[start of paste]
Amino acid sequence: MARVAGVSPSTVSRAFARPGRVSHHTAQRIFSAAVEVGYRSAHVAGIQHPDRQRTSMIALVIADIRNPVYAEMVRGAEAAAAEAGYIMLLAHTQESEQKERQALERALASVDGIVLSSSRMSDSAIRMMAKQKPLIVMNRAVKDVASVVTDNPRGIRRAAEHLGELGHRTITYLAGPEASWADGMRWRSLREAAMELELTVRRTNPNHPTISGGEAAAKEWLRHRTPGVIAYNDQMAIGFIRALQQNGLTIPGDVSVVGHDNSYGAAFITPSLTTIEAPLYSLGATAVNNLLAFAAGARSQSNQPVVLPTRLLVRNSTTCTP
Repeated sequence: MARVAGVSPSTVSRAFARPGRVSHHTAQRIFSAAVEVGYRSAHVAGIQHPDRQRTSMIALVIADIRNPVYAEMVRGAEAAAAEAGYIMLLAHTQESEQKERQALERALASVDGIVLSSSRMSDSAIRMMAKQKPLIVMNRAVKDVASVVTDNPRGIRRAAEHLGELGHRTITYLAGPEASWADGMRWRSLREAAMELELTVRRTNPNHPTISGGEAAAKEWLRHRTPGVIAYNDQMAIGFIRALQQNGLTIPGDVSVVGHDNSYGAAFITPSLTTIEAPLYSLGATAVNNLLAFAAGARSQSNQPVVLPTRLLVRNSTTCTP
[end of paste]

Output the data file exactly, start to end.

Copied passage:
Amino acid sequence: MARVAGVSPSTVSRAFARPGRVSHHTAQRIFSAAVEVGYRSAHVAGIQHPDRQRTSMIALVIADIRNPVYAEMVRGAEAAAAEAGYIMLLAHTQESEQKERQALERALASVDGIVLSSSRMSDSAIRMMAKQKPLIVMNRAVKDVASVVTDNPRGIRRAAEHLGELGHRTITYLAGPEASWADGMRWRSLREAAMELELTVRRTNPNHPTISGGEAAAKEWLRHRTPGVIAYNDQMAIGFIRALQQNGLTIPGDVSVVGHDNSYGAAFITPSLTTIEAPLYSLGATAVNNLLAFAAGARSQSNQPVVLPTRLLVRNSTTCTP
Repeated sequence: MARVAGVSPSTVSRAFARPGRVSHHTAQRIFSAAVEVGYRSAHVAGIQHPDRQRTSMIALVIADIRNPVYAEMVRGAEAAAAEAGYIMLLAHTQESEQKERQALERALASVDGIVLSSSRMSDSAIRMMAKQKPLIVMNRAVKDVASVVTDNPRGIRRAAEHLGELGHRTITYLAGPEASWADGMRWRSLREAAMELELTVRRTNPNHPTISGGEAAAKEWLRHRTPGVIAYNDQMAIGFIRALQQNGLTIPGDVSVVGHDNSYGAAFITPSLTTIEAPLYSLGATAVNNLLAFAAGARSQSNQPVVLPTRLLVRNSTTCTP